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Flatland: A Romance Of Many Dimensions is a 1884 satirical novella by Edwin A. Abbott. The story takes place in a two-dimensional world made up of polygons, and is narrated by a square. Named A. Square. It's also a scathing dissection of Victorian class structures, of biological racism and eugenics, and of misogyny.

The square dreams one night about visiting Lineland, where there is only one dimension, and he tries and fails to explain his existence and that of a second dimension to its king. Later, a sphere from Spaceland speaks to him, pokes his insides, and appears before him in his home, then carries him in an incomprehensibly new direction called "up", where he is able to look down and see into houses and the insides of the other polygons. Suddenly understanding, he speculates that there may be dimensions beyond Spaceland, but the sphere is discomfited by this and returns him to Flatland, where he seems to just appear. Later, he is imprisoned for this talk of a third dimension, and he dreams of himself and the sphere visiting Pointland, where the Point -- monarch, sole inhabitant, and universe in one -- is unable to perceive them as anything but his own thoughts. This causes him to connect the uncomprehending ignorance of the Point, the king of Lineland, and the rulers of Flatland together with the sphere's astonishment at the thought of some dimension beyond Up.

It is part sci-fi, part satire, part philosophy, and part mathematics. Isaac Asimov described Flatland as "The best introduction one can find into the manner of perceiving dimensions".


  • A God Am I: The sole inhabitant of Pointland spends all his time making these speeches to himself, since he has no way of being convinced that anything else even exists.
  • Alien Geometries: The third dimension is unfathomably alien to the Flatlanders, and so is the second dimension to the Linelanders.
  • Animated Adaptation: Oddly, two were released in the same year (2007). Flatland: The Film was a feature-length indie film. Flatland: the Movie was a big-budgeted edutainment short with an All-Star Cast.
  • Black and White Insanity: the ruling caste enforce a Black and White Morality worldview to the point where they outlaw color, enforcing the world to literally be black and white. Their excuse for this draconic law is that it's needed for preserving the sexual purity of their women.
  • Fantastic Racism: More precisely, fantastic classism and fantastic sexism-- polygons with more sides are the higher classes; triangles -- especially isosceles ones -- are servants or soldiers; circles (technically many-many-many-sided polygons) are priests; women of all classes are just lines. It is a satire, thinly veiled, of Victorian society.
  • Flat World: Ultimate Example.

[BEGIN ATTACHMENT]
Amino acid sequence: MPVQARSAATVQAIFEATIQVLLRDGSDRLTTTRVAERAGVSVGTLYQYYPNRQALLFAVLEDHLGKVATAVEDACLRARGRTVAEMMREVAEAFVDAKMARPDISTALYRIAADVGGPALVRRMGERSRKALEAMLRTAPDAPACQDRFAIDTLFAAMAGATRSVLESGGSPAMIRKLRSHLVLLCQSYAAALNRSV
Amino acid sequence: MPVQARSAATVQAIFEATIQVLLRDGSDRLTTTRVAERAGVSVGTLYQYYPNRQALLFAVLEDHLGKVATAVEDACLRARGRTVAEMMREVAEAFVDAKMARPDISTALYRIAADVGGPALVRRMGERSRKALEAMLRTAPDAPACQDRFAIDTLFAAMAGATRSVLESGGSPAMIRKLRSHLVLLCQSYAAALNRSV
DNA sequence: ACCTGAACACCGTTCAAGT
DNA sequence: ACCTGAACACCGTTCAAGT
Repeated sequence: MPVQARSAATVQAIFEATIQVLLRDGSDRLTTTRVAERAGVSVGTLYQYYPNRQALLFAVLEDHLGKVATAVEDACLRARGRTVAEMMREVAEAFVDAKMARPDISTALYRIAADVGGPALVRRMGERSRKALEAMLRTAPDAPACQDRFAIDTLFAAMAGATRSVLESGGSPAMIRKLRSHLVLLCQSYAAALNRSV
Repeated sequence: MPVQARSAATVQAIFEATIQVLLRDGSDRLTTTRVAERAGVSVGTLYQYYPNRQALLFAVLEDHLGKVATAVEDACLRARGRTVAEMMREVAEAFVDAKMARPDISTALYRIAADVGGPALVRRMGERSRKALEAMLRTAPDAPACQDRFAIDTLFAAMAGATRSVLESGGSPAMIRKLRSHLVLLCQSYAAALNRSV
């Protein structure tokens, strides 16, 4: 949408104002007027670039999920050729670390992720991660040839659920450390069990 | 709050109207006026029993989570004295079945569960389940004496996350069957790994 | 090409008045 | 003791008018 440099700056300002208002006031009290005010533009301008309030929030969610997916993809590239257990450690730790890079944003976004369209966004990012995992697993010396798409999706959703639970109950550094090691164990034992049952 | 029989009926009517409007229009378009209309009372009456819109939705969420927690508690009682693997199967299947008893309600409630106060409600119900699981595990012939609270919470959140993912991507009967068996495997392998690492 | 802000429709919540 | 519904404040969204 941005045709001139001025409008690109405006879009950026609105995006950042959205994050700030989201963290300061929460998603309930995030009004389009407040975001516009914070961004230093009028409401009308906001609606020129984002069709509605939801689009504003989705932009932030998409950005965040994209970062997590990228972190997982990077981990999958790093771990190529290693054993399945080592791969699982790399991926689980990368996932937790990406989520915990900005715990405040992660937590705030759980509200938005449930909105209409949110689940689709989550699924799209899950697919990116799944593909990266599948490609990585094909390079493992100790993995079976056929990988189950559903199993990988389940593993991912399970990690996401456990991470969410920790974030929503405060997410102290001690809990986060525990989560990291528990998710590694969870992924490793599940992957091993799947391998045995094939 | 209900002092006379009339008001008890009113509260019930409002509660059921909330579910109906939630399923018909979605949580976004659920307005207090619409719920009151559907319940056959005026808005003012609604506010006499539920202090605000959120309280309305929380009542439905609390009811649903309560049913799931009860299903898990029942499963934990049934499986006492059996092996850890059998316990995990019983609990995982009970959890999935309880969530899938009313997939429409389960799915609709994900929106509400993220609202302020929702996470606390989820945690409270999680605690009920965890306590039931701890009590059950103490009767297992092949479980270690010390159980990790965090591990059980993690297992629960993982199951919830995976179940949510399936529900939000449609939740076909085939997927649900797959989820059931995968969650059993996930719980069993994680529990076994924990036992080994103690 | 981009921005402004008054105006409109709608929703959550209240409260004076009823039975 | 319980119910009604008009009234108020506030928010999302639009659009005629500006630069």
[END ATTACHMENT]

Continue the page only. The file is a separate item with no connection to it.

• Fridge Brilliance: The main character is named A. Square, because that's the shape that the character has. However, once one realizes that the author's name is Edwin Abbot Abbot, which for the mathmatical types can be represented as Abbot Squared, then it becomes a sly self-reference.
  • Ignorant of Their Own Ignorance: Former Trope Namer. The King of Pointland believes that he is the only being that exists, because he cannot perceive anything outside of Pointland.
  • One-Dimensional Thinking: Justified in Lineland.
  • Not So Different: Lord Sphere is no more willing to accept a fourth dimension than the Circles are a third.
  • Paper People
  • Painting The Fourth Dimension: or possibly Leaning on the Fourth Wall.
  • Pals with Jesus: The hero is befriended by a helpful higher-dimensional being.
  • Shout-Out: A number of stories are unofficial sequels to or imitations of Flatland; others were inspired by it, and still others use this story to explain the concept of dimensions beyond our own.
    • Carl Sagan laid it out in the Cosmos episode, The Edge of Forever.
    • The Outer Limits has an episode with an alien freely inspired by Flatland.
    • And in Animorphs, Elfangor explains the abilities of the Ellimist by telling Loren to imagine that they were Flatties, lived on a sheet of paper, and could be imprisoned by the three-dimensional Ellimist drawing a square around them... or freed by being plucked up off the paper. Well, they're Cubies.
    • And then there's the Network TV show The Big Bang Theory. The writers certainly know how to please a demographic.
    • At one point during their interdimensional travels in A Wrinkle in Time, the protagonists are accidentally transported to Flatland, where they almost suffocate.
    • The Hypernaut from Alan Moore's Nineteen Sixty Three has a Flatland in his space station.
    • Flatland and its inhabitants end up as the MacGuffin of the backstory for Transformers Alternity which, itself, deals extensively with the concepts of pan-dimensional transcendence. You know, To Sell Toys.
    • The Original Flatland Role Playing Game by Marcus L Rowland. "Action and adventure in a world where characters are supposed to be two-dimensional!"
  • Sinister Geometry: Averted; Flatlanders value perfect geometric symmetry as a sign of high breeding and intelligence.
  • Skepticism Failure: A. Square and the Linelanders are skeptical of higher dimensions, and the plot proves them wrong.
  • Small Secluded World: Pointland.
  • Stay in the Kitchen: Women are restricted in their social roles because they are dangerously sharp lines. They are restricted because they can kill people by walking into them: it is segregation based on a physical characteristic.
  • Straw Man: The Flatland priests and government officials' view of the a world not being flat.
  • 2-D Space: Flatland.
  • World Building: Over half the book is this.
  • You Cannot Grasp the True Form: When the hero is taken into the third dimension by a sphere, he literally Cannot Grasp Its True Form or the other creatures there at first.
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